Editorial Board   

Mr. Tess

John Tess

President & CEO, Heritage Consulting Group

John Tess started Heritage in 1982 when the historic preservation field was still in its infancy. Mr. Tess was working at the Oregon State Historic Preservation Office, responsible for reviewing HTC applications. He saw that developers and architects were submitting applications where they clearly did not understand the program rules, and also did not put their projects in a favorable light.

Mr. Tess believed that, with proper guidance, applicants could secure NPS approvals quicker, achieve an overall better project and, by being efficient, be more profitable. These were the guiding principles he used to form Heritage. With the firm based in Portland, Mr. Tess quickly established a reputation as a tenacious advocate for his clients.

By the 1990s, Heritage dominated historic preservation work in Oregon and Mr. Tess actively pursued HTC work across the country. Heritage secured projects in San Francisco, Seattle, Chicago, Washington, D.C., Miami Beach and other major metropolitan areas. Many of the projects were historic boutique hotels, only then becoming popular.

As with Portland clients, national clients appreciated Mr. Tess's tenacity, creativity and advocacy. One of the few tax credit consultants whose roots go back to the beginning, Mr. Tess is well regarded as a voice for the private developer in the continuing public debate on how to create better HTC program. It was for this perspective that he was asked by Presidential First Lady, Laura Bush, to participate in Preserve America, a national summit to review historic preservation in the United States, and to offer strategic direction moving forward in the 21st century.

In addition to frequently speaking at conferences for both public and private sectors, he also has a regular column in Novogradac's Journal of Tax Credits. Mr. Tess is a board member of Preservation Action, the National Housing and Rehabilitation Association and an active participant in the Historic Tax Credit Coalition, sitting on their Historic Preservation Committee.

Over the years, he has sat on many Governor-appointed boards, appointed by Governor Theodore Kulongoski to Oregon's Task Force on Historic Property, and was elected its Chair. He currently serves as a Governor-appointed board member of the Oregon Cultural Trust.

Mr. Tess can be contacted at 503-228-0272 or jmtess@heritage-consulting.com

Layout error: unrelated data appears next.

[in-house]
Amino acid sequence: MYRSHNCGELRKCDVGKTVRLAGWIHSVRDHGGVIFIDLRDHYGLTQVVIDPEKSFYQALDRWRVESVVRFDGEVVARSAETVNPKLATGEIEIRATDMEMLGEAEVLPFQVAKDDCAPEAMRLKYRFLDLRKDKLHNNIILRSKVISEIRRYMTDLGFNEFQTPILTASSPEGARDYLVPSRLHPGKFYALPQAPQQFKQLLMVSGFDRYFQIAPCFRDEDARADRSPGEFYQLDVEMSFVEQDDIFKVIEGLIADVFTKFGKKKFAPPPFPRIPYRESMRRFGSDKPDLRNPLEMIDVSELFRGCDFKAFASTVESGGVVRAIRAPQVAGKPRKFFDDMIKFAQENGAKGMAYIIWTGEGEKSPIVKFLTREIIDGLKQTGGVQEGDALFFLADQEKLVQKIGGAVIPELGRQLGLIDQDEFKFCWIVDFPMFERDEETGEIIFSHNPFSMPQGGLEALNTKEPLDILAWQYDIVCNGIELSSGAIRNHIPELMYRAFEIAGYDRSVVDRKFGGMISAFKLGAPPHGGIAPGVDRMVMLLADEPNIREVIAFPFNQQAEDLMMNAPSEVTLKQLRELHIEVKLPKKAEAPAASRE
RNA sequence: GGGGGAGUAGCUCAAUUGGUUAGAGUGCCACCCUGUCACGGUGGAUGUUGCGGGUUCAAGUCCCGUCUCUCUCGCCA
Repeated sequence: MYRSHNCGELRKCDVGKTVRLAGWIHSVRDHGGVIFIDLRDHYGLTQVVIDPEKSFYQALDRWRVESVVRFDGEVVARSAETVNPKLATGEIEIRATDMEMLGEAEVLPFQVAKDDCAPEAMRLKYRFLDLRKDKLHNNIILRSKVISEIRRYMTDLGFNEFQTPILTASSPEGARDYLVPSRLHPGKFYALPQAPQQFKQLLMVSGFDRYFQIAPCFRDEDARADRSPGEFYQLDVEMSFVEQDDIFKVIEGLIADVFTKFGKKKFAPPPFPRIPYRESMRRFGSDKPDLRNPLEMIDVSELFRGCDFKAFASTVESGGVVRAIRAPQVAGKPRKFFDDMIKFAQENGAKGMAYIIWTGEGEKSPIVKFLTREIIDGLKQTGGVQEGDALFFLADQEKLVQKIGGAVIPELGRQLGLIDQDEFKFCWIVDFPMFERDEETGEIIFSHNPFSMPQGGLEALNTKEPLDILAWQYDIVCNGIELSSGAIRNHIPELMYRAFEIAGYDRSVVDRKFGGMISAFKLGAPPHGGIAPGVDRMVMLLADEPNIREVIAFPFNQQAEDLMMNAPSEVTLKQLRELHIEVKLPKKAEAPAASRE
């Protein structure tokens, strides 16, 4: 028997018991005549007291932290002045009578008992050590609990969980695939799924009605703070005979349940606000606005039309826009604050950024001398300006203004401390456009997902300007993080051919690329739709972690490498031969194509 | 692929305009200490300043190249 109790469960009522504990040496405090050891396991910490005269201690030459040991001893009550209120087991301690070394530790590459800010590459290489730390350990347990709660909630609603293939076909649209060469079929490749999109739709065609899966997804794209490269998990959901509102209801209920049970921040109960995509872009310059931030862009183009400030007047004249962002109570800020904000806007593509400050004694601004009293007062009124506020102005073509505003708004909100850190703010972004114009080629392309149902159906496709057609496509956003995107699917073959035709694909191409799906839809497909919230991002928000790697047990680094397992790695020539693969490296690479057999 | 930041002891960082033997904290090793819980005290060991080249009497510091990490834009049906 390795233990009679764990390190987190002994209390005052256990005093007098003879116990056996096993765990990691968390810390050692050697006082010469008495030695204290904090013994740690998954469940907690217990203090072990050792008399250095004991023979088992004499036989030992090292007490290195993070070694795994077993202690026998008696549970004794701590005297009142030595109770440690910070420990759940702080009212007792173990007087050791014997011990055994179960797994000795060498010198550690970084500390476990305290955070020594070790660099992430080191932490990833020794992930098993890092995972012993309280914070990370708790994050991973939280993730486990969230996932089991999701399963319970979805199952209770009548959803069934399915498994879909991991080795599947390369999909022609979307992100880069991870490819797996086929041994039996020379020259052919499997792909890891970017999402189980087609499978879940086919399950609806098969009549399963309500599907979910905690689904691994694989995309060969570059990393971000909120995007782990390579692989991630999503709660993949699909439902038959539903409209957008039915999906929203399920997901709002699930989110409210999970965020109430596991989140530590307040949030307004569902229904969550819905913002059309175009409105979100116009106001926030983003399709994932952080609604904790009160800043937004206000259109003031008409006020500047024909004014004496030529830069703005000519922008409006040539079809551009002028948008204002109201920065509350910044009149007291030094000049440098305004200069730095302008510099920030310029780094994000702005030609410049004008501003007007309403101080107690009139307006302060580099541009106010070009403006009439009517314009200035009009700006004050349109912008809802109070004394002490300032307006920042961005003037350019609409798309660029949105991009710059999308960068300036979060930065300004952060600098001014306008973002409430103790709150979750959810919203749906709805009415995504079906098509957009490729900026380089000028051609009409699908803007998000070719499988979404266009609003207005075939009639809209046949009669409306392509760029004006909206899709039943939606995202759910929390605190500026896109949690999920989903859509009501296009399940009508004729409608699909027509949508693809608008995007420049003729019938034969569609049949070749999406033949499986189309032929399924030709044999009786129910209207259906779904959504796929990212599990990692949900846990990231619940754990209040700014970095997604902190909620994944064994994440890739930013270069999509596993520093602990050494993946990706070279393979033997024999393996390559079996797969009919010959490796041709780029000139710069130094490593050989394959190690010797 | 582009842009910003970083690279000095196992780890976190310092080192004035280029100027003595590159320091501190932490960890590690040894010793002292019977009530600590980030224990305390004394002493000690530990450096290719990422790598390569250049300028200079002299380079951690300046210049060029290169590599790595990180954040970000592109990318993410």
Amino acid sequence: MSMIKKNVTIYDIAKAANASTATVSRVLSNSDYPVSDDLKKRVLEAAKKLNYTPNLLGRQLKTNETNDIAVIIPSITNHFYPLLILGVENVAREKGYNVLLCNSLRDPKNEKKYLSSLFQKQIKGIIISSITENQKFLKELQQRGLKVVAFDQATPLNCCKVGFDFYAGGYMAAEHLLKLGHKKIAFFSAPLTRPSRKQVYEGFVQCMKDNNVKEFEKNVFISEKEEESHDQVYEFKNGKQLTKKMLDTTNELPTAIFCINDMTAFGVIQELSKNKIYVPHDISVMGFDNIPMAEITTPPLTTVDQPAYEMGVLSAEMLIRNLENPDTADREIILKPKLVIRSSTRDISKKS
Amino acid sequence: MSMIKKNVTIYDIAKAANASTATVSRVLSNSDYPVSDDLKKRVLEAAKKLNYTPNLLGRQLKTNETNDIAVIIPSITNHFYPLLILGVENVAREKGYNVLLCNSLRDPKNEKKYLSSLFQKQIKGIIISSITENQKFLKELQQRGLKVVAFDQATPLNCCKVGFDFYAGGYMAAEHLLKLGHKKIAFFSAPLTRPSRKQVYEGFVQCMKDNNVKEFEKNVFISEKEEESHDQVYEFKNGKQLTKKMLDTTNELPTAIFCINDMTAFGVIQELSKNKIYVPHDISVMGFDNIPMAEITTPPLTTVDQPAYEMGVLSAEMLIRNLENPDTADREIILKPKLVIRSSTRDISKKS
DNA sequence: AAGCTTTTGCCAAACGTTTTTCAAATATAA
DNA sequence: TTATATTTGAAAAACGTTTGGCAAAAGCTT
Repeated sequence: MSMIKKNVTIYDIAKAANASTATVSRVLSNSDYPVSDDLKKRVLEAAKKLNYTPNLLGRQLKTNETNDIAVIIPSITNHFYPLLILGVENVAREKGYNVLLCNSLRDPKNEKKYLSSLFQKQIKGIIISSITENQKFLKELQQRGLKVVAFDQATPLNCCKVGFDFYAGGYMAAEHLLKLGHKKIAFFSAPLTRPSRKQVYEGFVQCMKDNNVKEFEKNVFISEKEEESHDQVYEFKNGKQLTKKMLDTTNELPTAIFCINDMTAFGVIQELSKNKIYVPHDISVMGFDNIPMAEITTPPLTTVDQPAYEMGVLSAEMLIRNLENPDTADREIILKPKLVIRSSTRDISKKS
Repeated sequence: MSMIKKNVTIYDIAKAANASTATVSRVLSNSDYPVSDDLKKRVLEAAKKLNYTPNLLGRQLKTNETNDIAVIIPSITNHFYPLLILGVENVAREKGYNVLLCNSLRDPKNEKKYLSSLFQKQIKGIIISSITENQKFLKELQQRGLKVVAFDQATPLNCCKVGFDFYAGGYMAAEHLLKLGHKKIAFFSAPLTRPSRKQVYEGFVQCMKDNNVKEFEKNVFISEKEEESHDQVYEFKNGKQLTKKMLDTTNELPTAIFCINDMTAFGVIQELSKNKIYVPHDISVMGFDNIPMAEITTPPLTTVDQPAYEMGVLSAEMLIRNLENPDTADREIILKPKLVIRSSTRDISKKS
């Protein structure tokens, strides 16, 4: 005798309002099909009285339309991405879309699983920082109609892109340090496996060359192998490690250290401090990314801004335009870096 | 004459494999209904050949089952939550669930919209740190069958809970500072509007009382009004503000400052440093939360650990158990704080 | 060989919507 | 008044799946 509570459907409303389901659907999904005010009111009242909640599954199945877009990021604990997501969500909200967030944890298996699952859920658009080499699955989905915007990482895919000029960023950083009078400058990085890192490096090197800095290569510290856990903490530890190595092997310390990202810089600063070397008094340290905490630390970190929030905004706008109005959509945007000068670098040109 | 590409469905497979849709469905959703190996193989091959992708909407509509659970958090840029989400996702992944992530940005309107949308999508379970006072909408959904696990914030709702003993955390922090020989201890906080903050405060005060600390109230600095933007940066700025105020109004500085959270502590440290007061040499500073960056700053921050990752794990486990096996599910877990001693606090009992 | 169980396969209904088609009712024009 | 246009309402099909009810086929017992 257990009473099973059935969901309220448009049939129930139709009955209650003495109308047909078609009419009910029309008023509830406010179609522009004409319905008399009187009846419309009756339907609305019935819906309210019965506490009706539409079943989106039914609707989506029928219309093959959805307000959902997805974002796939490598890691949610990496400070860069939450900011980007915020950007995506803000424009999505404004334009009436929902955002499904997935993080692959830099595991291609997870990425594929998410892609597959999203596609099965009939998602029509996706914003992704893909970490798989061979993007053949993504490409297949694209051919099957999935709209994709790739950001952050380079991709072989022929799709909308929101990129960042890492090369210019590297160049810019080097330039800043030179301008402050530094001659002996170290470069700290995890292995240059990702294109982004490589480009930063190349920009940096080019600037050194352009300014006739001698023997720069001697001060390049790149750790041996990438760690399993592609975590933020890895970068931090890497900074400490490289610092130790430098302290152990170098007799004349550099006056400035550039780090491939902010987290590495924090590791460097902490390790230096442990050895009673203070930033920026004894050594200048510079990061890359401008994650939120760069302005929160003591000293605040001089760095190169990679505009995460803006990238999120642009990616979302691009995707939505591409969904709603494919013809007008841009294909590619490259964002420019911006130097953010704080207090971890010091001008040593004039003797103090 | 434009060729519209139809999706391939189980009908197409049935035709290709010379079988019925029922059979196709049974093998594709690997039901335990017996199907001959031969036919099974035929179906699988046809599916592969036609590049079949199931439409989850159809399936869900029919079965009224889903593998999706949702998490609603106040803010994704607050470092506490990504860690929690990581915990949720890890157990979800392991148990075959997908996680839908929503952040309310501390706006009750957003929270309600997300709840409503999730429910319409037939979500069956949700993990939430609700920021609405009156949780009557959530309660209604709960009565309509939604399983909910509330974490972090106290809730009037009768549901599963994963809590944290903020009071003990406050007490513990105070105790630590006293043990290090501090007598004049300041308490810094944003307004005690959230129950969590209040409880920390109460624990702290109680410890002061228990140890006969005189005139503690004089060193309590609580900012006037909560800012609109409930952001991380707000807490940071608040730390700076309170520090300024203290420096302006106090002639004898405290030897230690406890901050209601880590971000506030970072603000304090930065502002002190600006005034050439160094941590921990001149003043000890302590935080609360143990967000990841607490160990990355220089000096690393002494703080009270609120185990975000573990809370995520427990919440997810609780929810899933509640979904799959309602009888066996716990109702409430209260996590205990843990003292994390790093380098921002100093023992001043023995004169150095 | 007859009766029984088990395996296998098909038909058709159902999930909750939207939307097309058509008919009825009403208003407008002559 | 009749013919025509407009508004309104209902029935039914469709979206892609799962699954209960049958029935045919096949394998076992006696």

Coming up in August 2020...

Food & Beverage: New Technological Innovations

In the past few years, hotel food and beverage departments have experienced significant growth. Managers are realizing just how much revenue potential this sector holds, both in terms of additional revenue and as a means to enhance the guest experience. As a result, substantial investments are being made in F&B operations as a way to satisfy hotel guests but also to keep pace with the competition. Though it has been a trend for many years, the Farm-to-Table movement shows no signs of abating. Hotel chains are abandoning corporate restaurants and are instead partnering with local chefs to create locally-influenced dining options. Local, farm-sourced ingredients paired with specialty beverages or local wine also satisfies the increasing demand from Millennial travelers who are eager to travel sustainably and contribute to a positive impact. A farm-to-table F&B program also helps to support the local economy, which builds community goodwill. Also popular are "Self-Serv" and "Grab & Go" options. These concepts stem from an awareness that a guest's time is limited and if a hotel can supply them with fast, fresh, food and beverage choices, then so much the better for them. Plus, by placing these specialty kiosks in areas that might be traditionally under-utilized (the lobby, for instance), they can become popular destination locations. Of course, there are new technological innovations as well. In-room, on-screen menus allow guests to order from any restaurant on the property, and some hotels are partnering with delivery companies that make it possible for guests to order food from any restaurant in the area. Also, many hotels are implementing in-room, voice-activated devices, so ordering food via an AI-powered assistant will soon become mainstream as well. The August issue of the Hotel Business Review will report on these developments and document what some leading hotels are doing to expand this area of their business.